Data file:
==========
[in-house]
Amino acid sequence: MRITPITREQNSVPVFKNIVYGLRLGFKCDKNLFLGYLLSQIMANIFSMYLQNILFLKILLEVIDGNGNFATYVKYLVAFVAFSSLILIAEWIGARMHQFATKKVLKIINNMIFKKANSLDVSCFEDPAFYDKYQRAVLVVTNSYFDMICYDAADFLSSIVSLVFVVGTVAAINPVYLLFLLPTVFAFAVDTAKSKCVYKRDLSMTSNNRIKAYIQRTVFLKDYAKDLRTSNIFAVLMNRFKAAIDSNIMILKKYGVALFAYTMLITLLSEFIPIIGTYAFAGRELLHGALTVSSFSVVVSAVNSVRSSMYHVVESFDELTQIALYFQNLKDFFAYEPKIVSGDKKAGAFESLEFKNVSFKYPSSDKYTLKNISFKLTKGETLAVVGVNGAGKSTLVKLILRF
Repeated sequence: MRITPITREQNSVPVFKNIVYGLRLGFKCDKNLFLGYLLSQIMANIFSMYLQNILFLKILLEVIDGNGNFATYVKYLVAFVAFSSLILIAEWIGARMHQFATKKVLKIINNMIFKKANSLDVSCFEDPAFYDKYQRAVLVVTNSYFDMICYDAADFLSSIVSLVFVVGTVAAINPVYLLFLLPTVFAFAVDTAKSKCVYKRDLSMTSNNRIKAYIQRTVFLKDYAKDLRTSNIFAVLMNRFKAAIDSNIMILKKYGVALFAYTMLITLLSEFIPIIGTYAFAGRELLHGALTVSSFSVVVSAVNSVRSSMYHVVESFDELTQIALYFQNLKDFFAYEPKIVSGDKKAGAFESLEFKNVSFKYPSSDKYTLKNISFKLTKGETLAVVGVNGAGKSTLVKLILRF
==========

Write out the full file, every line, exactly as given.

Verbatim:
[in-house]
Amino acid sequence: MRITPITREQNSVPVFKNIVYGLRLGFKCDKNLFLGYLLSQIMANIFSMYLQNILFLKILLEVIDGNGNFATYVKYLVAFVAFSSLILIAEWIGARMHQFATKKVLKIINNMIFKKANSLDVSCFEDPAFYDKYQRAVLVVTNSYFDMICYDAADFLSSIVSLVFVVGTVAAINPVYLLFLLPTVFAFAVDTAKSKCVYKRDLSMTSNNRIKAYIQRTVFLKDYAKDLRTSNIFAVLMNRFKAAIDSNIMILKKYGVALFAYTMLITLLSEFIPIIGTYAFAGRELLHGALTVSSFSVVVSAVNSVRSSMYHVVESFDELTQIALYFQNLKDFFAYEPKIVSGDKKAGAFESLEFKNVSFKYPSSDKYTLKNISFKLTKGETLAVVGVNGAGKSTLVKLILRF
Repeated sequence: MRITPITREQNSVPVFKNIVYGLRLGFKCDKNLFLGYLLSQIMANIFSMYLQNILFLKILLEVIDGNGNFATYVKYLVAFVAFSSLILIAEWIGARMHQFATKKVLKIINNMIFKKANSLDVSCFEDPAFYDKYQRAVLVVTNSYFDMICYDAADFLSSIVSLVFVVGTVAAINPVYLLFLLPTVFAFAVDTAKSKCVYKRDLSMTSNNRIKAYIQRTVFLKDYAKDLRTSNIFAVLMNRFKAAIDSNIMILKKYGVALFAYTMLITLLSEFIPIIGTYAFAGRELLHGALTVSSFSVVVSAVNSVRSSMYHVVESFDELTQIALYFQNLKDFFAYEPKIVSGDKKAGAFESLEFKNVSFKYPSSDKYTLKNISFKLTKGETLAVVGVNGAGKSTLVKLILRF